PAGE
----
Caldwell County students build for the win

Apr. 10, 2014 @ 06:13 PM

You walk up to a closed door, both hands completely occupied by numerous plastic grocery bags while a toddler hangs from your neck like an anvil. Why can’t the door just open for you?

That’s a question and a challenge that a group of students at the Caldwell Career Center and Middle College set out to answer.

They created the gravity-powered door, a contraption that lets someone whose hands are full, is handicapped or otherwise needs a door to open hands-free, open a door simply by stepping in front of it, and that isn’t dependent on elecricity to function.

The person’s weight makes the platform in front of the door drop, causing a cable to pull the door open. When the weight is relieved from the platform, springs pull it back up and the door closes.

Nelson Jackson, George Hickein and Nathan Whitt, all freshmen at the middle college, created the concept for a competition hosted by SkillsUSA, a partnership of students, teachers and industry that promotes skills-based learning. SkillsUSA hosts competitions in more than 90 fields, including architectural drafting, engineering, digital media, robotics, leadership and automotive service technology.

Jackson, Hickein and Whitt will compete with their gravity-powered door at the state competition in Greensboro Wednesday and Thursday, and if they win they will go on to the national competition in Kansas City in June.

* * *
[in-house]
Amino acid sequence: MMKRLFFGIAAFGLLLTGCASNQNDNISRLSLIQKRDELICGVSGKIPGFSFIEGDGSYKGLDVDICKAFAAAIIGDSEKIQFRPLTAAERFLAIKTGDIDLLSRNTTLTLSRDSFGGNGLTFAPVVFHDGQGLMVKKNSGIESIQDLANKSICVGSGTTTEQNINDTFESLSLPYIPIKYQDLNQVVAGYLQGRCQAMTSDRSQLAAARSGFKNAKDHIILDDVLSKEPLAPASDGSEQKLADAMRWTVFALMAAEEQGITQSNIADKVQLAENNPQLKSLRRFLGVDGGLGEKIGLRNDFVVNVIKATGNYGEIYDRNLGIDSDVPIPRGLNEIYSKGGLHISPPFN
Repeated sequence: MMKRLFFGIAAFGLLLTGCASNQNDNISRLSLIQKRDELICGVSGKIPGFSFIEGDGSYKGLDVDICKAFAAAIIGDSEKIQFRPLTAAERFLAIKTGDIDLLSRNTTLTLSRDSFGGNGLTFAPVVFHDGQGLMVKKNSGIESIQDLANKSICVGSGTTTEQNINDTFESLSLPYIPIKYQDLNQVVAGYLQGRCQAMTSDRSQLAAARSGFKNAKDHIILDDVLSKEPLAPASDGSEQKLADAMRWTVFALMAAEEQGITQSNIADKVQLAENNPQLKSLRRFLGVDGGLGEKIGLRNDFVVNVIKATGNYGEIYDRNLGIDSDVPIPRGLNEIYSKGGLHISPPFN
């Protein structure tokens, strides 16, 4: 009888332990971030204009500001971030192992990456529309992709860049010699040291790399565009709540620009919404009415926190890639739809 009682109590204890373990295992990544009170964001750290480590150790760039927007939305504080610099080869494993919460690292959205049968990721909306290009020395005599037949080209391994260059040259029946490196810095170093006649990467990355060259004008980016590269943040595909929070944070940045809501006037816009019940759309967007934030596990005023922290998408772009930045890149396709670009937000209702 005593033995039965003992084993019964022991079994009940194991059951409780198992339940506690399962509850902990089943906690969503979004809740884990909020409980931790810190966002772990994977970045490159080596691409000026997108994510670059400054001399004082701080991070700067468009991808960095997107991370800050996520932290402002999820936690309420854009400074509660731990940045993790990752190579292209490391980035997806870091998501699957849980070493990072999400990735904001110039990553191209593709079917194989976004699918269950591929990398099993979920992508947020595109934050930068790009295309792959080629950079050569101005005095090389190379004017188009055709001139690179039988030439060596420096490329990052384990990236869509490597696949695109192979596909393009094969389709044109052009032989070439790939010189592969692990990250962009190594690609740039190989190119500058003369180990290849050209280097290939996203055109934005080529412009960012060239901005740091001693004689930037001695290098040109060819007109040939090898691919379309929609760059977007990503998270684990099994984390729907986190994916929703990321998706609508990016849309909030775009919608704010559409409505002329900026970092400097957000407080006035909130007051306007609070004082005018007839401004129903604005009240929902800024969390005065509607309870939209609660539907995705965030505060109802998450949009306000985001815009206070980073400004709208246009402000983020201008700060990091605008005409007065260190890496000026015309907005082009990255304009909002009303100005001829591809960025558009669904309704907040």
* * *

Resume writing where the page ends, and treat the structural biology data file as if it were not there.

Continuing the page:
Another middle college team, sophomores Mack Coffey and Nathaniel Bowman, built a mining robot for the robotics competition. The robot uses two parallel chains with paddles attached, on top of a conveyor belt, to lift objects from the floor; in the competition’s case it will be a ball with flat hexagonal sides, like a soccer ball but with flat hexagons.

Hickein has always been drawn to building things, he said, growing up with Lego’s and other building toys, and when he heard the middle college had an engineering program it was a no-brainer.

“I immediately signed up, because I really love building stuff,” he said.

Coffey has made the trip to Kansas City once before, placing ninth nationally, and said he likes robotics because of the wide variety of experiences, not the least of which is computer programming.

On Friday, April 4, the two Caldwell county teams, dressed in SkillsUSA uniforms of white polo shirts for the robotics team and burgundy blazers for the engineers, presented their projects before a panel of judges in practice for the state competition, which took place Wednesday and Thursday. The judges did have a few tweaks for the teams, but mainly it was in the presentation, not the product — a few too many “ums” in the presentation, fidgeting a bit too much, and needing to explain the projects in more detail.

The teams will know by Friday morning if they’ll make the trip to nationals, only the winner from each category will travel to Kansas City as the best from North Carolina.